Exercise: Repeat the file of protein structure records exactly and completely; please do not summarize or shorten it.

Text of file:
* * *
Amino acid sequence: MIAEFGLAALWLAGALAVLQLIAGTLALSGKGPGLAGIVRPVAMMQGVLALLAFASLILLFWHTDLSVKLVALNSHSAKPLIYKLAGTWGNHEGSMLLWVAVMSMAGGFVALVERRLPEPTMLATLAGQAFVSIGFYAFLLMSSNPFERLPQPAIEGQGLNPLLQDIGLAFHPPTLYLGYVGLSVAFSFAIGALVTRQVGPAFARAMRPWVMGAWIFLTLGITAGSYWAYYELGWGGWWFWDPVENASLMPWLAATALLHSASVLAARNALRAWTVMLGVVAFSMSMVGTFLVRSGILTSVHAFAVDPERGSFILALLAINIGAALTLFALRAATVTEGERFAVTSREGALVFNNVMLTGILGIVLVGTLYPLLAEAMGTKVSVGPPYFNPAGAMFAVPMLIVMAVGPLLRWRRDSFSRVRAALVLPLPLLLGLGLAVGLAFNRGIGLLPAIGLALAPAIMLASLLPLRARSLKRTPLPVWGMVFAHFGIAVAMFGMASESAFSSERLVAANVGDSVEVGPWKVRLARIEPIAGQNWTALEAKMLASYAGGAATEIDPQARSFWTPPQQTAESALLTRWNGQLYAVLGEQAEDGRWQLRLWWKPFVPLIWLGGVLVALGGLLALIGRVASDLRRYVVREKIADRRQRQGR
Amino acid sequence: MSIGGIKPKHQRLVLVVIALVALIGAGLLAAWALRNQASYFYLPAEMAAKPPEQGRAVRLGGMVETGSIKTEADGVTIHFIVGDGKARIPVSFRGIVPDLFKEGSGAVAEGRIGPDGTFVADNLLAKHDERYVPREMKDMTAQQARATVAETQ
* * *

Amino acid sequence: MIAEFGLAALWLAGALAVLQLIAGTLALSGKGPGLAGIVRPVAMMQGVLALLAFASLILLFWHTDLSVKLVALNSHSAKPLIYKLAGTWGNHEGSMLLWVAVMSMAGGFVALVERRLPEPTMLATLAGQAFVSIGFYAFLLMSSNPFERLPQPAIEGQGLNPLLQDIGLAFHPPTLYLGYVGLSVAFSFAIGALVTRQVGPAFARAMRPWVMGAWIFLTLGITAGSYWAYYELGWGGWWFWDPVENASLMPWLAATALLHSASVLAARNALRAWTVMLGVVAFSMSMVGTFLVRSGILTSVHAFAVDPERGSFILALLAINIGAALTLFALRAATVTEGERFAVTSREGALVFNNVMLTGILGIVLVGTLYPLLAEAMGTKVSVGPPYFNPAGAMFAVPMLIVMAVGPLLRWRRDSFSRVRAALVLPLPLLLGLGLAVGLAFNRGIGLLPAIGLALAPAIMLASLLPLRARSLKRTPLPVWGMVFAHFGIAVAMFGMASESAFSSERLVAANVGDSVEVGPWKVRLARIEPIAGQNWTALEAKMLASYAGGAATEIDPQARSFWTPPQQTAESALLTRWNGQLYAVLGEQAEDGRWQLRLWWKPFVPLIWLGGVLVALGGLLALIGRVASDLRRYVVREKIADRRQRQGR
Amino acid sequence: MSIGGIKPKHQRLVLVVIALVALIGAGLLAAWALRNQASYFYLPAEMAAKPPEQGRAVRLGGMVETGSIKTEADGVTIHFIVGDGKARIPVSFRGIVPDLFKEGSGAVAEGRIGPDGTFVADNLLAKHDERYVPREMKDMTAQQARATVAETQ